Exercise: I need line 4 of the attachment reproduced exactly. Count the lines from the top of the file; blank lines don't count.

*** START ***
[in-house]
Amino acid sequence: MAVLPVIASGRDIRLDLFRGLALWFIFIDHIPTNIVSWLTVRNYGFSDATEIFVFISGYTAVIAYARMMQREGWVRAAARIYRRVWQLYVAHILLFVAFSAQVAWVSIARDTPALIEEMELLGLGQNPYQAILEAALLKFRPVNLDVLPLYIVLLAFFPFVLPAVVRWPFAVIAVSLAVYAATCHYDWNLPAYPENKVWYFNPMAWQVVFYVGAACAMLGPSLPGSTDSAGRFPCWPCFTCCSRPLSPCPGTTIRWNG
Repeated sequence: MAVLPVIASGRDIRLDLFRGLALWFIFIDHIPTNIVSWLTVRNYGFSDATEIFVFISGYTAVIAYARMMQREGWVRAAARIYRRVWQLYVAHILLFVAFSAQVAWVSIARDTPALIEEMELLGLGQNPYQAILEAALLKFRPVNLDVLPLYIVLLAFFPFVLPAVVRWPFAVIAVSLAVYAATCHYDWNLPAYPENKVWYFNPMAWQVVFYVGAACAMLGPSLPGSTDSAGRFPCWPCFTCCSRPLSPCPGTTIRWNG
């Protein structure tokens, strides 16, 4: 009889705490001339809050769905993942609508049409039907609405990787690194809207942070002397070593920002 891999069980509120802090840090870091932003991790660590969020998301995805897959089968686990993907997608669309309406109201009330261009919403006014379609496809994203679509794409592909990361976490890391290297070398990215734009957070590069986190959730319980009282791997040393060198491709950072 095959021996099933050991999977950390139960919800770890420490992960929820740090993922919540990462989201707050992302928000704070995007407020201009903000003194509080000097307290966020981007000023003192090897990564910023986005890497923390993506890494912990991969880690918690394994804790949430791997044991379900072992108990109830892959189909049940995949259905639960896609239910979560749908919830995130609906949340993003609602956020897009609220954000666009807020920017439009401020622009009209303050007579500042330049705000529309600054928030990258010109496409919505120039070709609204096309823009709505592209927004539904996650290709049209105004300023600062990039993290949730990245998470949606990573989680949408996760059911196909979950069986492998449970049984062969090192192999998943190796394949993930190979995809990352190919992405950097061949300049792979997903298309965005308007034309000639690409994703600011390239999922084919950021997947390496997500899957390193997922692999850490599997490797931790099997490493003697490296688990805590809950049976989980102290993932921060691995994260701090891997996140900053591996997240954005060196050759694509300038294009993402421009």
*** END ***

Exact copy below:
């Protein structure tokens, strides 16, 4: 009889705490001339809050769905993942609508049409039907609405990787690194809207942070002397070593920002 891999069980509120802090840090870091932003991790660590969020998301995805897959089968686990993907997608669309309406109201009330261009919403006014379609496809994203679509794409592909990361976490890391290297070398990215734009957070590069986190959730319980009282791997040393060198491709950072 095959021996099933050991999977950390139960919800770890420490992960929820740090993922919540990462989201707050992302928000704070995007407020201009903000003194509080000097307290966020981007000023003192090897990564910023986005890497923390993506890494912990991969880690918690394994804790949430791997044991379900072992108990109830892959189909049940995949259905639960896609239910979560749908919830995130609906949340993003609602956020897009609220954000666009807020920017439009401020622009009209303050007579500042330049705000529309600054928030990258010109496409919505120039070709609204096309823009709505592209927004539904996650290709049209105004300023600062990039993290949730990245998470949606990573989680949408996760059911196909979950069986492998449970049984062969090192192999998943190796394949993930190979995809990352190919992405950097061949300049792979997903298309965005308007034309000639690409994703600011390239999922084919950021997947390496997500899957390193997922692999850490599997490797931790099997490493003697490296688990805590809950049976989980102290993932921060691995994260701090891997996140900053591996997240954005060196050759694509300038294009993402421009």